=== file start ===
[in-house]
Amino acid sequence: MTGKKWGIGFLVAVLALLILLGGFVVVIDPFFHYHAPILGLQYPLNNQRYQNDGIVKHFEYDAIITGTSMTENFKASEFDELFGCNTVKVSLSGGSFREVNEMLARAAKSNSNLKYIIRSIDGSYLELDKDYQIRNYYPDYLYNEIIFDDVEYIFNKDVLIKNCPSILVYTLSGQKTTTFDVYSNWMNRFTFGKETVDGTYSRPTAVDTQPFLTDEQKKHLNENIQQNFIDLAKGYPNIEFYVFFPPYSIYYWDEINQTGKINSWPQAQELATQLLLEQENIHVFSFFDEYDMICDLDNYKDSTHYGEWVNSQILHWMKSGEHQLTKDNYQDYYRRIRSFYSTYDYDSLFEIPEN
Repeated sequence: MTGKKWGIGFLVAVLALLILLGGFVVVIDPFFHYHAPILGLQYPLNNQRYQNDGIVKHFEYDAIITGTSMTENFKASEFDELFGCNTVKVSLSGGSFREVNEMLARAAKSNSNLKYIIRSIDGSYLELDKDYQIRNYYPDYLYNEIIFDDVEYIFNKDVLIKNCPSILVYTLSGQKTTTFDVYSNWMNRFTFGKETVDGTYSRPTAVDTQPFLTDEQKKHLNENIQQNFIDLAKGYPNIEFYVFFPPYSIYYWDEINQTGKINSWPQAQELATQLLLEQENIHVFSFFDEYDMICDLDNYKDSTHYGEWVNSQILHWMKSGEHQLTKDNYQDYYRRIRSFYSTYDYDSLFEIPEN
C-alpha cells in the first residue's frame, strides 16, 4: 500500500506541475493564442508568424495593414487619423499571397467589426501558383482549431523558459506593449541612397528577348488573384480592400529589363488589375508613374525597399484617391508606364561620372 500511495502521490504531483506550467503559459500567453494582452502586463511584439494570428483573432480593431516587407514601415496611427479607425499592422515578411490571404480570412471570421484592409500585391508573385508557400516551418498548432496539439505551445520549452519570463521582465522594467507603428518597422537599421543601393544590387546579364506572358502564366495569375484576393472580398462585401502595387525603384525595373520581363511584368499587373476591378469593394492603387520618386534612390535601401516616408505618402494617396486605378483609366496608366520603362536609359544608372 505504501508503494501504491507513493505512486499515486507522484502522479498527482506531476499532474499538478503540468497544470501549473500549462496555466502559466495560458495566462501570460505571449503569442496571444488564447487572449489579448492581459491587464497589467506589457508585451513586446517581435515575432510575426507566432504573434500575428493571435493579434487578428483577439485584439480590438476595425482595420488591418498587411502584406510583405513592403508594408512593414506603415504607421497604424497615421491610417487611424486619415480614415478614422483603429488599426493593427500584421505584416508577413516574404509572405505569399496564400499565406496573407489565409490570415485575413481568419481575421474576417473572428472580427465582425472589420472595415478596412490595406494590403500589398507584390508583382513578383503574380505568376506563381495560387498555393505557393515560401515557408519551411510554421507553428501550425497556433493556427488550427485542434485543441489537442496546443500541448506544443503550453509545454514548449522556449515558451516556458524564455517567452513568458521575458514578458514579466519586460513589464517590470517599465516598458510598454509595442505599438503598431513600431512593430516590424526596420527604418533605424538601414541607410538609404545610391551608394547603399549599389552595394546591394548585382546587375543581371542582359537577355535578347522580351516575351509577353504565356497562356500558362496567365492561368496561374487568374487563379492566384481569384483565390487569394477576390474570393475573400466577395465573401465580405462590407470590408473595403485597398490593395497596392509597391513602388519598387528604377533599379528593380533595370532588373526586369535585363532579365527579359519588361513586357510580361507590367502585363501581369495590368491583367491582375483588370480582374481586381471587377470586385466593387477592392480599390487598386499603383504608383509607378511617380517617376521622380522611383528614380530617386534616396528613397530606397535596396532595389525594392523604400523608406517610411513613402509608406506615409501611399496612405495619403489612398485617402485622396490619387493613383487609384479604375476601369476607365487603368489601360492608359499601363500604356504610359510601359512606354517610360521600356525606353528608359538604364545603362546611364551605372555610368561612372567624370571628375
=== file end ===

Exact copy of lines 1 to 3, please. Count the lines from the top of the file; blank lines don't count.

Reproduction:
[in-house]
Amino acid sequence: MTGKKWGIGFLVAVLALLILLGGFVVVIDPFFHYHAPILGLQYPLNNQRYQNDGIVKHFEYDAIITGTSMTENFKASEFDELFGCNTVKVSLSGGSFREVNEMLARAAKSNSNLKYIIRSIDGSYLELDKDYQIRNYYPDYLYNEIIFDDVEYIFNKDVLIKNCPSILVYTLSGQKTTTFDVYSNWMNRFTFGKETVDGTYSRPTAVDTQPFLTDEQKKHLNENIQQNFIDLAKGYPNIEFYVFFPPYSIYYWDEINQTGKINSWPQAQELATQLLLEQENIHVFSFFDEYDMICDLDNYKDSTHYGEWVNSQILHWMKSGEHQLTKDNYQDYYRRIRSFYSTYDYDSLFEIPEN
Repeated sequence: MTGKKWGIGFLVAVLALLILLGGFVVVIDPFFHYHAPILGLQYPLNNQRYQNDGIVKHFEYDAIITGTSMTENFKASEFDELFGCNTVKVSLSGGSFREVNEMLARAAKSNSNLKYIIRSIDGSYLELDKDYQIRNYYPDYLYNEIIFDDVEYIFNKDVLIKNCPSILVYTLSGQKTTTFDVYSNWMNRFTFGKETVDGTYSRPTAVDTQPFLTDEQKKHLNENIQQNFIDLAKGYPNIEFYVFFPPYSIYYWDEINQTGKINSWPQAQELATQLLLEQENIHVFSFFDEYDMICDLDNYKDSTHYGEWVNSQILHWMKSGEHQLTKDNYQDYYRRIRSFYSTYDYDSLFEIPEN